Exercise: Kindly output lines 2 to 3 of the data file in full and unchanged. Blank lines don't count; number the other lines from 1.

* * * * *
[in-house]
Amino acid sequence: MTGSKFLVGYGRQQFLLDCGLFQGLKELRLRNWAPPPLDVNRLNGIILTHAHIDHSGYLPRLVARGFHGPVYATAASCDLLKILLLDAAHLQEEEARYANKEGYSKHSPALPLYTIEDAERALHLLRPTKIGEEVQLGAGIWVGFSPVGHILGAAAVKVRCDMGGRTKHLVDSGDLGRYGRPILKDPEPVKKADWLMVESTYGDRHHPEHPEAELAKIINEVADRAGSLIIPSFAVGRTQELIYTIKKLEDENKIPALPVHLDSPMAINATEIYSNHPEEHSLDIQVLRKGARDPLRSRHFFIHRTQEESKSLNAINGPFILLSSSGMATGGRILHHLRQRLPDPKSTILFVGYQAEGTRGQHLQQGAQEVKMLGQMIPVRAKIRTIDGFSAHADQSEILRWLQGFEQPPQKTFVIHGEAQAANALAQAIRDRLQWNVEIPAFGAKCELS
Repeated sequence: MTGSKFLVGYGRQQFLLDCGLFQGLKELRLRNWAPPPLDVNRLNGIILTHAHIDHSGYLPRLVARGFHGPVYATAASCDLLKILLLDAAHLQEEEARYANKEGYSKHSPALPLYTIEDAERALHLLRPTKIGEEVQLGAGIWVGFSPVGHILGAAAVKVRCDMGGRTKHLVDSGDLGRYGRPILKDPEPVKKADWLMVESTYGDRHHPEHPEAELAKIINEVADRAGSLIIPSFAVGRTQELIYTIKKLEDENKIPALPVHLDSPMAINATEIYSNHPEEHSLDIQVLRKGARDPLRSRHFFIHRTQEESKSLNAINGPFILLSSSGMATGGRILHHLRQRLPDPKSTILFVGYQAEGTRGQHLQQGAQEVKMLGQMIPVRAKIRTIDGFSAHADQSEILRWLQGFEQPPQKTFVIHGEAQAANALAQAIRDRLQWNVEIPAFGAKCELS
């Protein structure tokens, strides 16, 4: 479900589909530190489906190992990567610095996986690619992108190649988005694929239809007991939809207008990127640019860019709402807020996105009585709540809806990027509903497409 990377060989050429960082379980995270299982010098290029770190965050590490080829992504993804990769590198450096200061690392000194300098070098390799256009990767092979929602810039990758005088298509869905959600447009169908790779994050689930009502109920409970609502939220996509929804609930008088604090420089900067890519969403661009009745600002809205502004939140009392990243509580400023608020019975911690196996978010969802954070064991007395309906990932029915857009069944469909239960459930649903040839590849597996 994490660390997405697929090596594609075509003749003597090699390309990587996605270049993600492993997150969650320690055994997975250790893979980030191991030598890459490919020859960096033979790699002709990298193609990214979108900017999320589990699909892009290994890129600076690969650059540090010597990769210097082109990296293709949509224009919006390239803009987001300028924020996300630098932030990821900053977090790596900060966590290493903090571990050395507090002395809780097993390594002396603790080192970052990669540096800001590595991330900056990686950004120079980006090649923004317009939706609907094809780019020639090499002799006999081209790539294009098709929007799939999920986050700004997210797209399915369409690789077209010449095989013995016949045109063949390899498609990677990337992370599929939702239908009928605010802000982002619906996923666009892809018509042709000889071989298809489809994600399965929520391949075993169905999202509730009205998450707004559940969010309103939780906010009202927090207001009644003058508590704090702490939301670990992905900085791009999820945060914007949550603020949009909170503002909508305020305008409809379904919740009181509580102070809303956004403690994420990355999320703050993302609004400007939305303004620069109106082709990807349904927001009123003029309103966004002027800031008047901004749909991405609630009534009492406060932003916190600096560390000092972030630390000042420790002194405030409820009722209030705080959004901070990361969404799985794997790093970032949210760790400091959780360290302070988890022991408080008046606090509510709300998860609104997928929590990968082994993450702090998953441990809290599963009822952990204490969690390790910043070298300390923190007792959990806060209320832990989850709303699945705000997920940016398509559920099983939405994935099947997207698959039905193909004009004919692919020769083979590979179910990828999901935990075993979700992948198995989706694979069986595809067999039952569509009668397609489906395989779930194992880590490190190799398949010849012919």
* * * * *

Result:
Amino acid sequence: MTGSKFLVGYGRQQFLLDCGLFQGLKELRLRNWAPPPLDVNRLNGIILTHAHIDHSGYLPRLVARGFHGPVYATAASCDLLKILLLDAAHLQEEEARYANKEGYSKHSPALPLYTIEDAERALHLLRPTKIGEEVQLGAGIWVGFSPVGHILGAAAVKVRCDMGGRTKHLVDSGDLGRYGRPILKDPEPVKKADWLMVESTYGDRHHPEHPEAELAKIINEVADRAGSLIIPSFAVGRTQELIYTIKKLEDENKIPALPVHLDSPMAINATEIYSNHPEEHSLDIQVLRKGARDPLRSRHFFIHRTQEESKSLNAINGPFILLSSSGMATGGRILHHLRQRLPDPKSTILFVGYQAEGTRGQHLQQGAQEVKMLGQMIPVRAKIRTIDGFSAHADQSEILRWLQGFEQPPQKTFVIHGEAQAANALAQAIRDRLQWNVEIPAFGAKCELS
Repeated sequence: MTGSKFLVGYGRQQFLLDCGLFQGLKELRLRNWAPPPLDVNRLNGIILTHAHIDHSGYLPRLVARGFHGPVYATAASCDLLKILLLDAAHLQEEEARYANKEGYSKHSPALPLYTIEDAERALHLLRPTKIGEEVQLGAGIWVGFSPVGHILGAAAVKVRCDMGGRTKHLVDSGDLGRYGRPILKDPEPVKKADWLMVESTYGDRHHPEHPEAELAKIINEVADRAGSLIIPSFAVGRTQELIYTIKKLEDENKIPALPVHLDSPMAINATEIYSNHPEEHSLDIQVLRKGARDPLRSRHFFIHRTQEESKSLNAINGPFILLSSSGMATGGRILHHLRQRLPDPKSTILFVGYQAEGTRGQHLQQGAQEVKMLGQMIPVRAKIRTIDGFSAHADQSEILRWLQGFEQPPQKTFVIHGEAQAANALAQAIRDRLQWNVEIPAFGAKCELS